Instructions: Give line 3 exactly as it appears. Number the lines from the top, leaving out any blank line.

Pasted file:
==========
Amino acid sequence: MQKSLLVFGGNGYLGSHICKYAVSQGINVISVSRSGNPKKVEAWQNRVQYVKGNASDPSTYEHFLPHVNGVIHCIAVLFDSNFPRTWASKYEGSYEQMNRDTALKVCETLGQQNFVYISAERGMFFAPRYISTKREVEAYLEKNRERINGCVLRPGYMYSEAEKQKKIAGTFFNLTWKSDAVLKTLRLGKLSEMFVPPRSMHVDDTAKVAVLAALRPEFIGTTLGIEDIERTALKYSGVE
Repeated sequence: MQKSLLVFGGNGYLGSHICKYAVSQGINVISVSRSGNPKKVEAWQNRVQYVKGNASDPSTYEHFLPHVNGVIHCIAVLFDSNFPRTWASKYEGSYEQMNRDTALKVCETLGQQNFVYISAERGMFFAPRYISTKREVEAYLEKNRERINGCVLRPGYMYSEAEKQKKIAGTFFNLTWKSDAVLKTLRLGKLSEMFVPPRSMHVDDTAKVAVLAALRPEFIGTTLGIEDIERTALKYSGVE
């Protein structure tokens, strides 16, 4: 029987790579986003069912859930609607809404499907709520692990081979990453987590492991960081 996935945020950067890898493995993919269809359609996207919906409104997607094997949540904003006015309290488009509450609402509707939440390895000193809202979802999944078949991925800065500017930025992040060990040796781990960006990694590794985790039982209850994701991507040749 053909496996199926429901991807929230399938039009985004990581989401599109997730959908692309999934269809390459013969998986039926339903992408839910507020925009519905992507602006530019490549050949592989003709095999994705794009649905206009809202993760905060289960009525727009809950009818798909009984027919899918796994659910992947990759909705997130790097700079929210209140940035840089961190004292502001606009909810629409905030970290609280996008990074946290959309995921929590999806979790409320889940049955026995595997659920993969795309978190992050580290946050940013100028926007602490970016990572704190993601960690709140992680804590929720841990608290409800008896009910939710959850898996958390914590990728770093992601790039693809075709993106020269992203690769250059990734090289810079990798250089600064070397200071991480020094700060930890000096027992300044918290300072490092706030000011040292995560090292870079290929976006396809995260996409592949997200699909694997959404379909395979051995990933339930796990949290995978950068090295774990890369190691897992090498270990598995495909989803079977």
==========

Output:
């Protein structure tokens, strides 16, 4: 029987790579986003069912859930609607809404499907709520692990081979990453987590492991960081 996935945020950067890898493995993919269809359609996207919906409104997607094997949540904003006015309290488009509450609402509707939440390895000193809202979802999944078949991925800065500017930025992040060990040796781990960006990694590794985790039982209850994701991507040749 053909496996199926429901991807929230399938039009985004990581989401599109997730959908692309999934269809390459013969998986039926339903992408839910507020925009519905992507602006530019490549050949592989003709095999994705794009649905206009809202993760905060289960009525727009809950009818798909009984027919899918796994659910992947990759909705997130790097700079929210209140940035840089961190004292502001606009909810629409905030970290609280996008990074946290959309995921929590999806979790409320889940049955026995595997659920993969795309978190992050580290946050940013100028926007602490970016990572704190993601960690709140992680804590929720841990608290409800008896009910939710959850898996958390914590990728770093992601790039693809075709993106020269992203690769250059990734090289810079990798250089600064070397200071991480020094700060930890000096027992300044918290300072490092706030000011040292995560090292870079290929976006396809995260996409592949997200699909694997959404379909395979051995990933339930796990949290995978950068090295774990890369190691897992090498270990598995495909989803079977």